Much like the candles we light on Advent wreaths, the lights we put up on our trees and our houses also represent the Light of Jesus coming into this world of darkness.
So as we light the candles in our Advent wreaths at church and at home this year or as we appreciate the Christmas lights all around us, let us remember Jesus the true Light of the World who is the source of our salvation and joy.
Lessons and Carols
The Anglican Lessons and Carols Service is a traditional service that churches hold sometime in December. While our church won’t be hosting one this year, I know that some of us will be attending these services elsewhere. What is the purpose of this service? Well, as the name suggests, it is simply a service of reading Scriptures and singing Advent (and maybe a few Christmas) carols. The Scriptures and music take us through Creation, Fall, the Call of Israel, the Waiting for a Messiah, and the pregnancy of Mary (and all the other wondrous events that go with that). Through that service, we are reminded of God’s faithfulness over the millennia as we prepare to celebrate the birth of Jesus and as we wait for Jesus to come again to bring peace and justice into this world.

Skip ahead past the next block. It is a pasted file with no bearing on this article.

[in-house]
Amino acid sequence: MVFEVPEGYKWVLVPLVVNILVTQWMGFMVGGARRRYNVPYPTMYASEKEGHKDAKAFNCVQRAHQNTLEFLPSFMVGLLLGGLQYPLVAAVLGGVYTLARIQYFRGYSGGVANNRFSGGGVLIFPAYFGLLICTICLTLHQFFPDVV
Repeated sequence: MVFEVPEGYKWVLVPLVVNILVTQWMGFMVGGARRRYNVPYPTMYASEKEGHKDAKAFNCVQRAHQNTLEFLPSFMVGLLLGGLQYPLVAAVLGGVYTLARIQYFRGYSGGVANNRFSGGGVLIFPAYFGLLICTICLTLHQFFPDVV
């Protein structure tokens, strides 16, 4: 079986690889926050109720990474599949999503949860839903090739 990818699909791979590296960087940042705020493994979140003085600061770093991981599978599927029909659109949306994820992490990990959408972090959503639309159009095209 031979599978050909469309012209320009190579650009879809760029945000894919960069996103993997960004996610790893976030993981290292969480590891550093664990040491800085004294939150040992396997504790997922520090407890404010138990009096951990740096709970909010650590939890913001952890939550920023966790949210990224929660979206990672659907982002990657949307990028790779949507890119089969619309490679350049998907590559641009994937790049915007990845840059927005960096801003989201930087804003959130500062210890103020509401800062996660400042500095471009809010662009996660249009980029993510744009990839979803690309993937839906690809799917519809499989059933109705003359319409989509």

The Jesse Tree
The Jesse tree serves a similar purpose as the Lessons and Carols but it is generally a practice that is done at home with the family. Each day, usually starting on December 1st, children and adults with child-like imaginations read an Old Testament story and hang an ornament on a Jesse tree, which symbolizes the shoot that arose out of the stump of Jesse (Isaiah 11:1), which of course was Jesus. Like the Lessons and Carols, the Scriptures take us through Creation, Fall, the Call of Israel, the Waiting for the Messiah, and the pregnancy of Mary, but it covers more of the Old Testament since there are 25 days to reflect on these stories of God’s faithfulness throughout time. As we reflect on this faithfulness, the true joy of the season arises in our hearts as we remember God’s love and promises.